The Art Market Report 2023 by Art Basel and UBS presents the findings of research on the global art and antiques market in 2022. It provides a review of the international art market, highlighting some of the most important trends and developments taking place each year. Among the key takeaways, it is important to know that the market grew by 3%, driven by a 7% increase year-on-year in dealer sales, restoring the market to its pre-pandemic value. This was catalyzed by the event-driven cycle of art fairs, gallery openings, and auctions resuming its customary rhythm. The number of dealers expanding their footprint to operate from more than one region jumped from 5% in 2021 to 9% in 2022. This is an effect, perhaps, of dealers seeking to maintain close relationships with clients. On a regional level, the US retained its premier position in the global ranks, with its share of sales by value increasing by 2% year-on-year to 45%. The UK moved back into second place with 18% of sales, and China’s share decreased (by 3%) to 17%, as it fell back into third position. France maintained its position as the fourth-largest art market worldwide with a stable share of 7%.
At the CAIA Association, a global mindset encompasses the understanding of globalization and how interconnected each region of the world is economically, politically, and socially. For this month’s edition of Chronicles, we turned to Laura Merlini, CAIA, CIFD, Managing Director, CAIA EMEA to contribute insight and perspective on the art market as an alternative investment class.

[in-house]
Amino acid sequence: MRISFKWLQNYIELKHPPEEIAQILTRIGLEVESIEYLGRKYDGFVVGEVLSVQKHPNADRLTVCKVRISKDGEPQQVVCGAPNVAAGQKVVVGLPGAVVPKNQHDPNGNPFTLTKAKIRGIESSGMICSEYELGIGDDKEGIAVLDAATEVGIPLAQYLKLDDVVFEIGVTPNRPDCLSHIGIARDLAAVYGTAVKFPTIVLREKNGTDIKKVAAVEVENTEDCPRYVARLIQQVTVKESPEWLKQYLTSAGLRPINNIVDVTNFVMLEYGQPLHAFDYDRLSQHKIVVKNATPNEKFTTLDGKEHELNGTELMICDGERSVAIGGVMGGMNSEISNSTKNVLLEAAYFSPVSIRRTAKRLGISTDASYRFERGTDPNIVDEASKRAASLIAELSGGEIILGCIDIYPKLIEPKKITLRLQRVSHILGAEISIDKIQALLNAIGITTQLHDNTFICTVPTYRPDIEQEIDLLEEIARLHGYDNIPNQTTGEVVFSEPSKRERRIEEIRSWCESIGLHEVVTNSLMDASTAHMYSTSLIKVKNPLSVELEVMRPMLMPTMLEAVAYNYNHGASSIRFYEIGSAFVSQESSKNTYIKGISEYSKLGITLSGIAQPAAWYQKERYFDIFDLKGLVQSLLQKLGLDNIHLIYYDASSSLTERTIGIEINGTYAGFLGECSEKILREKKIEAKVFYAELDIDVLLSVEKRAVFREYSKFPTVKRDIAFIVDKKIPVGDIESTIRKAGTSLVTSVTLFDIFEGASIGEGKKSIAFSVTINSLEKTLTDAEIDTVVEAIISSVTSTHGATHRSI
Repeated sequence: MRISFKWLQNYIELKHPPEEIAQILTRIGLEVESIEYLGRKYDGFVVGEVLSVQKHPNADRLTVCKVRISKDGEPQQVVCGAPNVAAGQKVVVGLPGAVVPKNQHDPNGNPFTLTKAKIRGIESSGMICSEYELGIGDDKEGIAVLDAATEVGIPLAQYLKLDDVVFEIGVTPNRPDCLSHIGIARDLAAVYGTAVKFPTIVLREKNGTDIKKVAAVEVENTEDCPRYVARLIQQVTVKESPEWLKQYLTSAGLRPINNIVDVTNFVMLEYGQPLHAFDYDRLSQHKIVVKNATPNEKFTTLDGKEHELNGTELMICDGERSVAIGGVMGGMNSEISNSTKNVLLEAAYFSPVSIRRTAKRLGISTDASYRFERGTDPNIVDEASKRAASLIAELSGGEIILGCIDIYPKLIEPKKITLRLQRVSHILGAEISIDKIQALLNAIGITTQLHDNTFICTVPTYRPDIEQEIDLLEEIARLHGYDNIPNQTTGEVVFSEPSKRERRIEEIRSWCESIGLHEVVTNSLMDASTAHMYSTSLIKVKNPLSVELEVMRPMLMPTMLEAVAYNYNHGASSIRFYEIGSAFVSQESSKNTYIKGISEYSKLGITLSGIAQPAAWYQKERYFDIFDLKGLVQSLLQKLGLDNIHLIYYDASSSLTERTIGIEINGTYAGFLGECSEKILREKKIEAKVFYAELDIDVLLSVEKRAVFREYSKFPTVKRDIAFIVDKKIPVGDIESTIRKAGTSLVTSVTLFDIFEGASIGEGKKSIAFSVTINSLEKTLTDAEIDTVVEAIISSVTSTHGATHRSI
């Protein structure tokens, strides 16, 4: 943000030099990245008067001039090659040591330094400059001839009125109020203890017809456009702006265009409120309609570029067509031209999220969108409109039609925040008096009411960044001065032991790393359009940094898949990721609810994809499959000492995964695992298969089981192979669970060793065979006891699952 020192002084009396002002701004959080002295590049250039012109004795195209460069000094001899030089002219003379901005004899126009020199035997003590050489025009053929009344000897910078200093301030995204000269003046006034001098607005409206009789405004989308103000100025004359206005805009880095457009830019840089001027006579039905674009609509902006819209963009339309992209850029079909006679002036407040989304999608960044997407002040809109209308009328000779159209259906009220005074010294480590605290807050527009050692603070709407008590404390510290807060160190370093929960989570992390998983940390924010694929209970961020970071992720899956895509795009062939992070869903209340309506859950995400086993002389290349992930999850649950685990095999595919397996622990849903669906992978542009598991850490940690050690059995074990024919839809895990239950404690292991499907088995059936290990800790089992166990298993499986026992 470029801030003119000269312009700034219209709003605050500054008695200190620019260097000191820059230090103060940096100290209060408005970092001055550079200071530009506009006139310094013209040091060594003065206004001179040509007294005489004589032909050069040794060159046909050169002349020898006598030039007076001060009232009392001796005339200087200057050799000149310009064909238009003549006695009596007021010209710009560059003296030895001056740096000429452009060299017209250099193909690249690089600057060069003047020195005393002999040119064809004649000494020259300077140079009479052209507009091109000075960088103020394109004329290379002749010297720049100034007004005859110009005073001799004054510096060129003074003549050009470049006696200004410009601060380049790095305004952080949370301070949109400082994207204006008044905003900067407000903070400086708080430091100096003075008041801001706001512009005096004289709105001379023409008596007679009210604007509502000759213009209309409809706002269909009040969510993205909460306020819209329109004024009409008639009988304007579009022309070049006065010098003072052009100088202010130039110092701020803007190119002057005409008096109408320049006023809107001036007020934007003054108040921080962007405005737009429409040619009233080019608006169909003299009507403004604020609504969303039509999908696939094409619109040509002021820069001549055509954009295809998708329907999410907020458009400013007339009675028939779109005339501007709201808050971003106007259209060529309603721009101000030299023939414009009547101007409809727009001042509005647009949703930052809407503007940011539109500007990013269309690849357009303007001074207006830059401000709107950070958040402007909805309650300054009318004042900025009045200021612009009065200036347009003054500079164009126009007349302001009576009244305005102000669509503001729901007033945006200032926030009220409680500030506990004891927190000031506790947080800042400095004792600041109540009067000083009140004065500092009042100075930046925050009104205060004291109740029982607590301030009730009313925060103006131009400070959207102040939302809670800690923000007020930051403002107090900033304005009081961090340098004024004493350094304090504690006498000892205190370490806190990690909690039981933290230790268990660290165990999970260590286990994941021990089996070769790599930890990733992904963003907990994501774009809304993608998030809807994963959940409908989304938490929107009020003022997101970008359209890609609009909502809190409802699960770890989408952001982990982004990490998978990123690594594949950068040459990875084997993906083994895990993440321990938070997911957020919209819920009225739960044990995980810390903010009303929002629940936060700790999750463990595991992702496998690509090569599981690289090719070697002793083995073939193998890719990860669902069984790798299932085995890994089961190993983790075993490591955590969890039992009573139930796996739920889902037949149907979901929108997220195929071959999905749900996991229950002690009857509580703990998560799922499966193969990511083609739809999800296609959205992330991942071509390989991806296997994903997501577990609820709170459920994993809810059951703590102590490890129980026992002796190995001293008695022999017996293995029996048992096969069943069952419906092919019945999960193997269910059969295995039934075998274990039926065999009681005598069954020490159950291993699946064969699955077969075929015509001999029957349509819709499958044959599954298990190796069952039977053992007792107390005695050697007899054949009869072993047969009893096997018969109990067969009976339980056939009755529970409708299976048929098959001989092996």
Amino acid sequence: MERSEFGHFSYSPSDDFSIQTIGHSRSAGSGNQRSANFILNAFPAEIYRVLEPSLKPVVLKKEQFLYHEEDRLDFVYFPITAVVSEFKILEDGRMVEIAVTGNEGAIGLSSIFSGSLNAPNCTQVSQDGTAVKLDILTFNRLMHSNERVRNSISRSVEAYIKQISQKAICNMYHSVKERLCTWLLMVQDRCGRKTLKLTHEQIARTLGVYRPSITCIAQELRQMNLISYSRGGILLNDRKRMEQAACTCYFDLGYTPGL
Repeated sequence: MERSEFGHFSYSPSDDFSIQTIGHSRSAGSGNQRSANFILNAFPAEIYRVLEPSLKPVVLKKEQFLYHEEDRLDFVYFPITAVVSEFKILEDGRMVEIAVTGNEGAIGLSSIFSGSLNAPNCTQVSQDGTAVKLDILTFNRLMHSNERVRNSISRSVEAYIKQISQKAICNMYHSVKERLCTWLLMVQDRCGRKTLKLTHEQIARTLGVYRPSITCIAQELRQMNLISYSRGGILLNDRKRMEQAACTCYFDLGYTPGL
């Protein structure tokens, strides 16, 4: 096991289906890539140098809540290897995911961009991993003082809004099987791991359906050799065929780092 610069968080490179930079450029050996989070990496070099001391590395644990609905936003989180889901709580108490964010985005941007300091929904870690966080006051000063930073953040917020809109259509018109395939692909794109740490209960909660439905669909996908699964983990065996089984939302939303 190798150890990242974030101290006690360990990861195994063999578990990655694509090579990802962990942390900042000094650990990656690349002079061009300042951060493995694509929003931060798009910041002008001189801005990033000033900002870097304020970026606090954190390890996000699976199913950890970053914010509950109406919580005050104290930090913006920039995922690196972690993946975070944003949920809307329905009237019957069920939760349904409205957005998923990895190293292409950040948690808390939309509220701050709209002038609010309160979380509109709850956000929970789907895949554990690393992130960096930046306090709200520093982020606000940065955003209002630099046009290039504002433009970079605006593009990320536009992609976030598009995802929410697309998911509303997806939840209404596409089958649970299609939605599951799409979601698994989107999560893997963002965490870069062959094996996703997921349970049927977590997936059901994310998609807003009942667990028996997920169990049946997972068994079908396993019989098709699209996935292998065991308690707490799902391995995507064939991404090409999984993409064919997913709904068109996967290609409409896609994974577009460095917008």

I once organized a trip to Delphi, Greece, with the only goal being to read, with my own eye, the most instagrammable aphorism in the history of humanity. It is not an easy drive under a pitiless sun through tortuous, yet scenic roads. Once I arrived at the mythical Temple of Apollo, my disillusion reached its climax.
“Know thyself”, supposedly inscribed on the forecourt as many historians reported, was not there — and probably never was. The other two Delphic maxims were also missing, “Nothing too much”, and “Give a pledge (or give security), and trouble is at hand”. I left the archeological site bittered because I considered those to be not only rare pearls of wisdom but also forerunners of Modern Portfolio Theory that could have inspired every investor. As a consolation, I told myself that they were not there on purpose as an ironic spite of destiny to abandon any form of hybris.